Hektoen International

A Journal of Medical Humanities

Tales out of medical school

Charles H. Halsted
Davis, California, USA


University of Rochester School of Medicine, 1958

In first-year anatomy class, I shared a rectangular metal table with three other twenty-one-year-old men and our assigned corpse, a blank-eyed, obese, and lifeless white seventyish woman. Half of my classmates were former Eastern prep school boys, the others mostly Jewish men from New York City. There were two women and two black men, one of them Ghanaian. I was the only one from west of the Mississippi.

Midway through, the Jewish guy next table over became unhinged, wondering if strips of skin from his assigned corpse could have been used to make Nazi lampshades at Auschwitz, only fifteen years before. He calmed down, later became a respected academic physician.

Two white privileged former preppy guys thought it would be fun to terrorize our Ghanaian classmate. They came in the night and moved his assigned corpse to the floor. One crawled under the cover, groaned loudly when their classmate arrived. They achieved their aim, were never found out or expelled. The Ghanaian dropped out, went home at the end of the year.

During my third-year surgery rotation, I was lowest on the totem pole for surgical removal of a middle-aged woman’s cancerous breast. I held the incision retractor for Doctor God, the surgeon in charge. Though God was highly respected within the city, the nurses knew He was actively drinking, clearly hung over, hands uncontrollably shaking. Halfway through, God’s wobbling scalpel nicked open my retractor-holding thumb. Nothing was said by the resident doctors or nurses. I changed my surgical glove, carried on, and nothing else was ever done. For years, I worried that God had anointed me with transplanted breast cancer cells.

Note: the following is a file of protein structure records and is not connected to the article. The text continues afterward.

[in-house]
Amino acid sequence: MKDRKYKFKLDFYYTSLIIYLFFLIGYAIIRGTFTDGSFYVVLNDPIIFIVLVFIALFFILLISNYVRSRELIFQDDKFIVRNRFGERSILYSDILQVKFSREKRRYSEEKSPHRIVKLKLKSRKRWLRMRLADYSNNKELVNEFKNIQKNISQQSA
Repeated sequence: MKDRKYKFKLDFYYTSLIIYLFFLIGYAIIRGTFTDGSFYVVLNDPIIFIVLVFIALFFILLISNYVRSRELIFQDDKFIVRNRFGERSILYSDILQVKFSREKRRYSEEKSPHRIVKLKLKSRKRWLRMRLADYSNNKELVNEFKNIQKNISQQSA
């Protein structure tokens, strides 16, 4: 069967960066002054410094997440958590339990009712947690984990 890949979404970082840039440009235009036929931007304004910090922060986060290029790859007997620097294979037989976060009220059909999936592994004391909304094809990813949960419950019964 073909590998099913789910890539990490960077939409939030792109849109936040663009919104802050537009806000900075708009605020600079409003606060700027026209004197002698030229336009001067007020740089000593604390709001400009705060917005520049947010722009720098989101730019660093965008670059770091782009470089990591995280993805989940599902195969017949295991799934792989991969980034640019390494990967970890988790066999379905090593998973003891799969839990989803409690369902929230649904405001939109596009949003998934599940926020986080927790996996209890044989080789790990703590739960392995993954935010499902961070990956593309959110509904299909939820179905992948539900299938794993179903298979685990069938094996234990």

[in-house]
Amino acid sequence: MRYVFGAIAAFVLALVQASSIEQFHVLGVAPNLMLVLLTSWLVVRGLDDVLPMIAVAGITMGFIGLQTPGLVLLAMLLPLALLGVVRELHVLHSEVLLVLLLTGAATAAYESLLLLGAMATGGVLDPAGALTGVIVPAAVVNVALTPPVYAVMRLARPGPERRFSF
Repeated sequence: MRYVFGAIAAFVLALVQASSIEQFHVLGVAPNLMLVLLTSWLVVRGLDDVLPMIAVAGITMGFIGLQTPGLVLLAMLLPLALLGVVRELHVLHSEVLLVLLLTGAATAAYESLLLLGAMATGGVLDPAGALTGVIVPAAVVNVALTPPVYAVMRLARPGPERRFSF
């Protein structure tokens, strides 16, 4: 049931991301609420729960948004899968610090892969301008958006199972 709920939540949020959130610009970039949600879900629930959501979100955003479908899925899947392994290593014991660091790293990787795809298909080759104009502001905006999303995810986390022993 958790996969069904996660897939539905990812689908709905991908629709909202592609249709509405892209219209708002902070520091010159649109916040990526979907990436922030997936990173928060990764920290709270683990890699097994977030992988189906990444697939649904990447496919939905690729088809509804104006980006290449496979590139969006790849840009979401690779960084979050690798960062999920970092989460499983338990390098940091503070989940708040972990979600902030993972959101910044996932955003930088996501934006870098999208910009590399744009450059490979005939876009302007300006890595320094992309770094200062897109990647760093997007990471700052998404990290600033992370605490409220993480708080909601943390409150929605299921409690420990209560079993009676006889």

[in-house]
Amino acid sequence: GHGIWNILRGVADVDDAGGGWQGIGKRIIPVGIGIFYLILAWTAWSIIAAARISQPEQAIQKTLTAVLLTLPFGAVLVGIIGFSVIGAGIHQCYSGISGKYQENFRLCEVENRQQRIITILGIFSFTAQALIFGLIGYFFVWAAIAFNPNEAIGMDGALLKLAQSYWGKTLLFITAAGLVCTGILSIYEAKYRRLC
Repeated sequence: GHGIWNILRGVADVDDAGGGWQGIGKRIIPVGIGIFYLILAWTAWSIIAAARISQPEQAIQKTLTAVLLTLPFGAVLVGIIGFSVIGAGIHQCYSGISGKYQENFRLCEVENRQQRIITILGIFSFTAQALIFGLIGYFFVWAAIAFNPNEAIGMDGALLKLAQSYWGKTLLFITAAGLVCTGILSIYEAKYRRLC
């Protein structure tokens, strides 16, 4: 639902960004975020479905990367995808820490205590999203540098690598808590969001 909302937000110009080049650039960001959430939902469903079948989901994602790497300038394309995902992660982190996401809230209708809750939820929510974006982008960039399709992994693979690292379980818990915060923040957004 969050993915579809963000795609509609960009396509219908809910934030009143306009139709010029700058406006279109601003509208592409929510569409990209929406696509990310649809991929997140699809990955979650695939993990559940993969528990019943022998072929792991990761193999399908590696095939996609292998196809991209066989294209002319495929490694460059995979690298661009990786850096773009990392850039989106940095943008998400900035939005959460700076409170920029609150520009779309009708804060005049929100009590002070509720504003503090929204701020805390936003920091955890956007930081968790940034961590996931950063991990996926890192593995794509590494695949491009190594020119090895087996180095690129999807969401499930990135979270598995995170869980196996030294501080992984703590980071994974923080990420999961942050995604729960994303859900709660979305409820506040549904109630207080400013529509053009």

When I related this story at our fiftieth-year reunion, the two former preppies who had terrorized the Ghanaian, each now a respected community physician, told our former classmates that God was revered by his peers, now retired—there was no way this event could ever have happened.



CHARLES H. HALSTED, MD, is a retired Professor Emeritus of internal medicine. His education includes BA Stanford University (1958), medical school at the University of Rochester School of Medicine (1962), internship and residency at Cleveland Metropolitan General Hospital (1962-66), and gastroenterology fellowship at Johns Hopkins Hospital (1968-70). He taught and practiced at the University of California Davis from 1974 until his retirement in 2016. His formal poetry education consists of eight consecutive on-line courses from the Stanford Continuing Studies program. His published medical poetry appears in Blood and Thunder, Chest, Medical Literary Messenger, Sisyphus, Snapdragon, and Hektoen International.


Summer 2018  |  Sections  |  Education

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